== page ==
dc.subject psychotic disorders
dc.subject schizophrenia
dc.subject bipolar mood disorders
dc.title Cardiovascular risk profile of adults with psychotic disorders in Eldoret, Kenya
dc.type Doctoral Thesis
dc.date.updated 2021-01-27T15:02:58Z
dc.language.rfc3066 eng
dc.publisher.faculty Faculty of Health Sciences
dc.publisher.department Department of Psychiatry and Mental Health
dc.type.qualificationlevel Doctoral
dc.type.qualificationlevel PhD
dc.identifier.apacitation Kwobah, E. W. K. (2020). <i>Cardiovascular risk profile of adults with psychotic disorders in Eldoret, Kenya</i>. (). ,Faculty of Health Sciences ,Department of Psychiatry and Mental Health. Retrieved from http://hdl.handle.net/11427/32715 en_ZA
dc.identifier.chicagocitation Kwobah, Edith Wanjiku Kamaru. <i>"Cardiovascular risk profile of adults with psychotic disorders in Eldoret, Kenya."</i> ., ,Faculty of Health Sciences ,Department of Psychiatry and Mental Health, 2020. http://hdl.handle.net/11427/32715 en_ZA
dc.identifier.vancouvercitation Kwobah EWK. Cardiovascular risk profile of adults with psychotic disorders in Eldoret, Kenya. []. ,Faculty of Health Sciences ,Department of Psychiatry and Mental Health, 2020 [cited yyyy month dd]. Available from: http://hdl.handle.net/11427/32715 en_ZA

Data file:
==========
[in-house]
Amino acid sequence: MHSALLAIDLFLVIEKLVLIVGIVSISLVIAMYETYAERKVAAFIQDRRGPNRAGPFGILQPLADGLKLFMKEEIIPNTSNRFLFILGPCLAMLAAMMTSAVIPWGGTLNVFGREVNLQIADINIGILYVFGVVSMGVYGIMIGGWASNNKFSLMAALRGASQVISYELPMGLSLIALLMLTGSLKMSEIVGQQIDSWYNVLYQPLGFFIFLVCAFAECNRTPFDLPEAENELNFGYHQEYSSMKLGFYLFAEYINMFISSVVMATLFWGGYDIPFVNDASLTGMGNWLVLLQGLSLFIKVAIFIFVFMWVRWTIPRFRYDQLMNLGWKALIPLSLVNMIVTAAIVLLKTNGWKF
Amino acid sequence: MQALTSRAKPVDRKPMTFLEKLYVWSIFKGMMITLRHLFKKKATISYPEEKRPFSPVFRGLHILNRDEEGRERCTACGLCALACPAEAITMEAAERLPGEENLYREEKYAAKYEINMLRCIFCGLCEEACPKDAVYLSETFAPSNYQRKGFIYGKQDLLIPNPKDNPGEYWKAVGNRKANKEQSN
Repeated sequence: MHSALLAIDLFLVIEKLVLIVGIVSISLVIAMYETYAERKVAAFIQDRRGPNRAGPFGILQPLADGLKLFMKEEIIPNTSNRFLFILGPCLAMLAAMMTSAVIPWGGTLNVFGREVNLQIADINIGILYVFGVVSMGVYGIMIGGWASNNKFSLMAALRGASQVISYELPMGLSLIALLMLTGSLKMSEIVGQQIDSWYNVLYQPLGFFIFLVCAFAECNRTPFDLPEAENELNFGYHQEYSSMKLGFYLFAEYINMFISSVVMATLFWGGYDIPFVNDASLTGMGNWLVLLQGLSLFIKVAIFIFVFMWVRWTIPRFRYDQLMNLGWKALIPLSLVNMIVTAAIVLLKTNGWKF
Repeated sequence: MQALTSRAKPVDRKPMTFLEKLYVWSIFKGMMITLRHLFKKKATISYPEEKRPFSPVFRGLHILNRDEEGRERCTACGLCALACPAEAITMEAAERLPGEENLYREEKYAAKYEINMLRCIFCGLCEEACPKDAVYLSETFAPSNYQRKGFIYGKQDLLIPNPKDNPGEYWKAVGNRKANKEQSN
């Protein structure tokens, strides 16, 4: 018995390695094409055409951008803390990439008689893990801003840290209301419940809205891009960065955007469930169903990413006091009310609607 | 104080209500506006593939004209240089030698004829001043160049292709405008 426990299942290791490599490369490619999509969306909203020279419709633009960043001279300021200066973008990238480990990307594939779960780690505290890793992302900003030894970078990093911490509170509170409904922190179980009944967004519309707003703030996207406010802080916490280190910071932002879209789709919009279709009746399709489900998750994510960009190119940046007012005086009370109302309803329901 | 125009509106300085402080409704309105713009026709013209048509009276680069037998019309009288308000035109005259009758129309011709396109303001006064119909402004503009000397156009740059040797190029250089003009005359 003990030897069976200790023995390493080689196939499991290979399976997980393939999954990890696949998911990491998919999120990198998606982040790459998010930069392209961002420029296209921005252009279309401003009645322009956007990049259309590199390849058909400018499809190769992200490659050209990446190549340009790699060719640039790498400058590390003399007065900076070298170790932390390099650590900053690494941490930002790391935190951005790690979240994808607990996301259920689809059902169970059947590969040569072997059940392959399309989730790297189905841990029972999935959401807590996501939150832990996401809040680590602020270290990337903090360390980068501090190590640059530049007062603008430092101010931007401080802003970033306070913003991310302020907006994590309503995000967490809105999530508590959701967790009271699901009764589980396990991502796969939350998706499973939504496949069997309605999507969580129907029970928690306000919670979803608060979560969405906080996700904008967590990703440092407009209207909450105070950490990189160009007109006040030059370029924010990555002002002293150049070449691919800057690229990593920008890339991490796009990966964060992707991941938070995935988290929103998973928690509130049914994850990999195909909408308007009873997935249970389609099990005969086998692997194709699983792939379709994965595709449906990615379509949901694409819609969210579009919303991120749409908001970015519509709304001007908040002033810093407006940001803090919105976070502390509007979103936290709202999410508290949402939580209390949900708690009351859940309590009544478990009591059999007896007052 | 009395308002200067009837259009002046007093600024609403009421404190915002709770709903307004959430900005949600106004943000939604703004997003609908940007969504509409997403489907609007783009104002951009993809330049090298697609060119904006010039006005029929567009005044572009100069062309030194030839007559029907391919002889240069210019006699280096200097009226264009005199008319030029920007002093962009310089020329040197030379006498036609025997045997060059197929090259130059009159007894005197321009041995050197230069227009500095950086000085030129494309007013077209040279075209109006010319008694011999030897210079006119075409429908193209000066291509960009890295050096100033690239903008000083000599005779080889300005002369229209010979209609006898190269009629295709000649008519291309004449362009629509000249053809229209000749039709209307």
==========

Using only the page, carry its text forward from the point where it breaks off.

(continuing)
dc.identifier.ris TY - Doctoral Thesis AU - Kwobah, Edith Wanjiku Kamaru AB - Introduction: Cardiovascular disorders contribute significantly to mortality and morbidity amongst patient's psychotic disorders such as schizophrenia and bipolar mood disorders. In addition to conventional risk factors for cardiovascular disorders (smoking, alcohol use, inadequate physical activity, hypertension, diabetes, dyslipidaemia, obesity and metabolic syndrome, and non-modifiable factors such as sex, age and social-economic status) exposure to potentially traumatic events, psychological distress, comorbidity of other medical conditions, and use of antipsychotics may also increase cardiovascular risk in patients with psychosis. There is also evidence to suggest that intervention to mitigate such cardiovascular risk factors are suboptimal, hence contributing to poor outcomes. Despite growing interest in cardiovascular health, there remains a paucity of data on the prevalence of the various cardiovascular risk factors among patients with psychosis in low resource settings such as Sub-Saharan Africa. This is likely to differ from high resource contexts given social-cultural and economic differences as well as differences in the health systems. In order to design contextually relevant cardiovascular risk screening, treatment and prevention guidelines that can be integrated into routine care of the mentally ill patients in low- and middle-income countries (LMICs), further work in this setting is warranted. Objectives: The aim of this thesis was to establish the cardiovascular risk profile among patients treated for psychotic disorders at Moi Teaching and Referral Hospital (MTRH) in Eldoret, Western Kenya. Specific objectives were as follows: 1. To conduct a literature review on the burden and etiological mechanisms of cardiovascular risk in patients with psychosis, with a focus on LMIC. 2. To compare the prevalence, as well as sociodemographic and clinical correlates, of conventional cardiovascular risk factors (smoking, alcohol intake, poor diet, and lack of exercise, diabetes mellitus, hypertension, obesity, dyslipidaemia and metabolic syndrome) in patients with psychosis versus matched controls. 3. To establish the prevalence and correlates of non-conventional risk factors; psychological distress, traumatic events (lifetime and childhood trauma) and comorbid medical disorders in patients with psychosis and controls, and to delineate how these risk factors contribute to the overall cardiovascular risk. 4. To describe current psychopharmacological treatments and explore potential associations with cardiovascular risk among patients with psychosis. 5. To explore the overall 10-year cardiovascular disease risk, as well as the social demographic and clinical correlates among patients and controls. 6 .To determine the proportion of untreated metabolic disorders (hypertension, diabetes mellitus, and dyslipidaemia) in patients with psychotic disorders and matched controls. Methods: This was a cross-sectional descriptive survey comparing 300 patients with psychosis and 300 controls at Moi Teaching and Referral Hospital, Western Kenya. A paper based researcher-administered questionnaire was used to collect data on demographic variables (age, sex, education level, and marital status), and risk factors (smoking, alcohol intake, diet, physical activity). We used the Composite International Diagnostic Interview (CIDI) to assess for presence of other chronic medical disorders. Data on childhood trauma were obtained using the Childhood Trauma Questionnaire (CTQ) while the Life Events Checklist (LEC) was used to obtain data on lifetime exposure to potentially traumatic events. Data on psychological distress among controls were obtained using the Kessler-10 questionnaire. Measurements of weight, height, abdominal circumference and blood pressure were taken from each of the participants. Blood was drawn for measurement of glucose level and lipid profile. Data analysis was undertaken using Stata version 15. T-tests were used to compare continuous variables while Pearson chi-squared tests was used for categorical variables. Regression modelling was undertaken to assess associations between sociodemographic and clinical predictor variables and the cardiovascular risk factors. Results: Data collection took place between July 2018 and March 2019. The mean age of patients was 33 years and of controls was 35 years. Compared to controls, patients were more likely to be unmarried (46% vs 33% p< 0.001), and were reduced among females (OR 0.41 p20). The estimated 10 year cardiovascular risk was significantly associated with female Sex (p=0.007), age (p <0.001), current tobacco smoking (p <0.001) and metabolic syndrome (P<0.001). Among the patients, 280 (94.3%) patients were on antipsychotics with the majority (86.5%) being treated with olanzapine. Of all the participants with diabetes 60% among patients and 22% among controls were not on treatment. Of the total number of participants with hypertension, 65% of patients and 47% controls were not on treatment. Conclusion: In the study setting of Eldoret, Western Kenya, patients with psychosis were found to have high levels of lifestyle cardiovascular risk factors such as smoking, inadequate intake of fruits and vegetables and inadequate physical activity. They were also found to have high rates of metabolic disorders such as hypertension, obesity, metabolic syndrome and dyslipidaemia. There was no evidence of increased cardiovascular risk among participants exposed to traumatic life events, with those experiencing psychological distress or those with other chronic medical disorders. The use of olanzapine was not significantly associated with increased cardiovascular risk in this setting. There was an identifiable gap in the treatment of cardiovascular risk factors in this setting. Given these findings, we recommend efforts to address these risk factors by development of protocols to ensure screening for these risk factors, adequate documentation and appropriate treatment. DA - 2020 DB - OpenUCT DP - University of Cape Town KW - Cardiovascular disorders KW - psychotic disorders KW - schizophrenia KW - bipolar mood disorders LK - https://open.uct.ac.za PY - 2020 T1 - Cardiovascular risk profile of adults with psychotic disorders in Eldoret, Kenya TI - Cardiovascular risk profile of adults with psychotic disorders in Eldoret, Kenya UR - http://hdl.handle.net/11427/32715 ER - en_ZA